Not so good, the prospect of drones spying on Americans. This whole alleged need to know things about Americans’ private lives has gone too far. The government can look at our emails if we appear to hang out with the wrong people and now send robot aircraft into our private property to see what’s up. This does not bode well. Ethics have to keep up with technology.
Good luck with another trick invention – the creator of Twitter has come up with a new company to reinvent how we pay for stuff. It’s called Square Wallet. iPhone to iPad, for example. Customer walks in with an iPhone and a payment app. Store owner has the other component. They talk to each other and extract money from your credit card or bank account. OK. I guess we all thought credit cards were new-fangled when they came out. But what if somebody steals your app? Try not to think about it.
Don’t think too much about this one either. The Pakistan government will build an amusement park near the former hide-out of Osama Bin Laden. No, they won’t call it Osamaland, but they will build a zoo, paragliding club, water sports facilities and cultural heritage park. Cost? $50 million. I wonder if that comes out of the jillions in aid spent by the U.S. in Pakistan?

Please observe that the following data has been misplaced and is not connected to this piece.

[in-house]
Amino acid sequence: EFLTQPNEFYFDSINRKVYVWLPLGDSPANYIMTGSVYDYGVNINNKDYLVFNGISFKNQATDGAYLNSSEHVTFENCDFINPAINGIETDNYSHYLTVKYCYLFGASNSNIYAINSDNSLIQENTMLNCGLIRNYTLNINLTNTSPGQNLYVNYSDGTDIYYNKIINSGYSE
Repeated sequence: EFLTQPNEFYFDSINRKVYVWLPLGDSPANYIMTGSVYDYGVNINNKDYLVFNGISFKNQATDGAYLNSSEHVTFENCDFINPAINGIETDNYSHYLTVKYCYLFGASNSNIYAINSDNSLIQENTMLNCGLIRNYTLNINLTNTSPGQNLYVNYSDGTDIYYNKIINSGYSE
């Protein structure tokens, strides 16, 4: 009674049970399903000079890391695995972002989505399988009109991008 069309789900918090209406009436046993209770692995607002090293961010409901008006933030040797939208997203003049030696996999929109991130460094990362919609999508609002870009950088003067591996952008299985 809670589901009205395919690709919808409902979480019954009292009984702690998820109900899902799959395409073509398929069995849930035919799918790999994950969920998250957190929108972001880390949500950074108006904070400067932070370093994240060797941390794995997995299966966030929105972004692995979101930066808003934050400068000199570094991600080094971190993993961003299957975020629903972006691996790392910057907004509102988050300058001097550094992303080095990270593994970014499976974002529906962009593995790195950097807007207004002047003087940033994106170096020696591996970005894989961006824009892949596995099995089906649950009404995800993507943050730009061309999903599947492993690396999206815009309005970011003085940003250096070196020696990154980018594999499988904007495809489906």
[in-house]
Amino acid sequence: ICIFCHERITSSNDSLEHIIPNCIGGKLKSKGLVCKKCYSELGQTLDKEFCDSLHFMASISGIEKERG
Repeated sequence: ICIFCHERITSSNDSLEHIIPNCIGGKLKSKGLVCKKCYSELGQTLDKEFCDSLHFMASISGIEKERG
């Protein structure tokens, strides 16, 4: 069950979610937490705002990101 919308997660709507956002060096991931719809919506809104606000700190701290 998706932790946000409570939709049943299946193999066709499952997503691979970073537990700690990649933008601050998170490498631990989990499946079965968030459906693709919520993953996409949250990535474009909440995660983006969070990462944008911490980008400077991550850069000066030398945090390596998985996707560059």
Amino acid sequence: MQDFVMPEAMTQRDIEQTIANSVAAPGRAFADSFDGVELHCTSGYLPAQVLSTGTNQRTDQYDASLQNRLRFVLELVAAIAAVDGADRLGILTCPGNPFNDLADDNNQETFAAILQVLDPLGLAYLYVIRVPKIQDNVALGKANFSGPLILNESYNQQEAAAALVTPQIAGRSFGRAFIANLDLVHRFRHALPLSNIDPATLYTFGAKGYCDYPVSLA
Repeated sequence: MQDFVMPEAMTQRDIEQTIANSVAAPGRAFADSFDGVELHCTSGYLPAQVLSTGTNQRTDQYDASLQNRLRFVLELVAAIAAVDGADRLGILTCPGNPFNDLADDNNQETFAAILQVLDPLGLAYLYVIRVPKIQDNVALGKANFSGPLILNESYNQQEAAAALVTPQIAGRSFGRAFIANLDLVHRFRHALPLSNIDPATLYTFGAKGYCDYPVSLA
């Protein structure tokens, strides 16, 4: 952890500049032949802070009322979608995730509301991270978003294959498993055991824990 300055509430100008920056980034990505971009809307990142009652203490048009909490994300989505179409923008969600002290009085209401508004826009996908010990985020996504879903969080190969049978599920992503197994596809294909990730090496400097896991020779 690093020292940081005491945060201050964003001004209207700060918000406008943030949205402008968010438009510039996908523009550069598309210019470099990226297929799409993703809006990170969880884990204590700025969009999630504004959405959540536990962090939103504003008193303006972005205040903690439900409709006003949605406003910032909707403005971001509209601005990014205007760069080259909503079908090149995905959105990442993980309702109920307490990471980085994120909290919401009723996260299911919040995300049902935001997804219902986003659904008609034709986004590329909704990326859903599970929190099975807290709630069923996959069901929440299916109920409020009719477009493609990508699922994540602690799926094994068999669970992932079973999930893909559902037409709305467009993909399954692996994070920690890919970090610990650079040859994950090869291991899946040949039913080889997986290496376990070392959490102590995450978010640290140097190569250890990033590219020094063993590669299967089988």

Back in the good old U.S., the Los Angeles Times story on LADWP’s resolution of three fights that it picked was documented in a well-written and interesting story. The headline, however, must’ve been submitted by DWP’s PR department. “Truce in 100 years’ war.” Really? LA sued Mammoth for their water rights last year. 40 acres has fought for awhile as has Mono Basin, but the real 100 years’ war is in the Owens Valley where all surface water goes into the aqueduct and a great deal of groundwater too. There is no truce here just painful and ongoing disagreements.
Inquiring minds also want to know who put James Enstrom, Ph.D. up to an alleged organization called IRATE. Enstrom, according to Source Watch, “has accepted funding from the Philip Morris tobacco company’ and other industry groups and then “published research that contradicted scientific consensus about the health effects of secondhand tobacco smoke.”
When the U.S. Department of Justice sued tobacco companies, a judge ruled against them and, in part, sited a study done by Enstrom as a significant part of the tobacco companies’ ploy to deceive the public about the health effects of smoking. Enstrom has also been criticized for his conclusions that particulate matter (like the Owens Dry Lake dust) does not hurt people. Anyway, his new group, IRATE (Irate Ratepayers Against Ted’s Empire) attacks APCD Director Ted Schade. Enstrom’s rants sound like the DWP playbook. Bottom line – Schade is enforcing law on the books and in agreements LADWP signed. As one onlooker put it, “That might be why someone unleashed this for-sale scientist on Ted, with an attempt to obfuscate the facts and laws.” End of story.
And, with that, this is Benett Kessler signing off for Bureaucrat Beat where we await your word on our lives in the Eastern Sierra and beyond.